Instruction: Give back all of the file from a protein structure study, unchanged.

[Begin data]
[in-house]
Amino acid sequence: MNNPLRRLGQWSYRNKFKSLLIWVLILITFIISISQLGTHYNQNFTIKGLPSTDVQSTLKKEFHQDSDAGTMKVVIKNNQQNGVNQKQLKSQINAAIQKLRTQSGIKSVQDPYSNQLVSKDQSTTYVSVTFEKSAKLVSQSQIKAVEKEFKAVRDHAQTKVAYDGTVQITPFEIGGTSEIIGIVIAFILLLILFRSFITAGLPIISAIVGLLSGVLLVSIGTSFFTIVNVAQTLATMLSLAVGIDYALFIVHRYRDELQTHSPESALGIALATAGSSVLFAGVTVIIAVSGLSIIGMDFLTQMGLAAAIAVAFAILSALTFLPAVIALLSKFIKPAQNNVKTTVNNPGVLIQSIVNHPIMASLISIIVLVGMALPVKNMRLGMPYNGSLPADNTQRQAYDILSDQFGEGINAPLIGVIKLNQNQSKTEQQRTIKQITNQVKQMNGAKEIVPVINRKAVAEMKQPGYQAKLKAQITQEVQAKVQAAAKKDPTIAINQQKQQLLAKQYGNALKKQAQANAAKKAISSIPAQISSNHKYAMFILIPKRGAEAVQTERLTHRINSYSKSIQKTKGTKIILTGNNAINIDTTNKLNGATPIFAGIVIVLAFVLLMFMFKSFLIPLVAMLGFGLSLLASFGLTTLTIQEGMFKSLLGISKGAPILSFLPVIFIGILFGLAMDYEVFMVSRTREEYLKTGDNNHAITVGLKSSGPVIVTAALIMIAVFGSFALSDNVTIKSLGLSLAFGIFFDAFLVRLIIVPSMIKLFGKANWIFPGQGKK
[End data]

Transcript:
[in-house]
Amino acid sequence: MNNPLRRLGQWSYRNKFKSLLIWVLILITFIISISQLGTHYNQNFTIKGLPSTDVQSTLKKEFHQDSDAGTMKVVIKNNQQNGVNQKQLKSQINAAIQKLRTQSGIKSVQDPYSNQLVSKDQSTTYVSVTFEKSAKLVSQSQIKAVEKEFKAVRDHAQTKVAYDGTVQITPFEIGGTSEIIGIVIAFILLLILFRSFITAGLPIISAIVGLLSGVLLVSIGTSFFTIVNVAQTLATMLSLAVGIDYALFIVHRYRDELQTHSPESALGIALATAGSSVLFAGVTVIIAVSGLSIIGMDFLTQMGLAAAIAVAFAILSALTFLPAVIALLSKFIKPAQNNVKTTVNNPGVLIQSIVNHPIMASLISIIVLVGMALPVKNMRLGMPYNGSLPADNTQRQAYDILSDQFGEGINAPLIGVIKLNQNQSKTEQQRTIKQITNQVKQMNGAKEIVPVINRKAVAEMKQPGYQAKLKAQITQEVQAKVQAAAKKDPTIAINQQKQQLLAKQYGNALKKQAQANAAKKAISSIPAQISSNHKYAMFILIPKRGAEAVQTERLTHRINSYSKSIQKTKGTKIILTGNNAINIDTTNKLNGATPIFAGIVIVLAFVLLMFMFKSFLIPLVAMLGFGLSLLASFGLTTLTIQEGMFKSLLGISKGAPILSFLPVIFIGILFGLAMDYEVFMVSRTREEYLKTGDNNHAITVGLKSSGPVIVTAALIMIAVFGSFALSDNVTIKSLGLSLAFGIFFDAFLVRLIIVPSMIKLFGKANWIFPGQGKK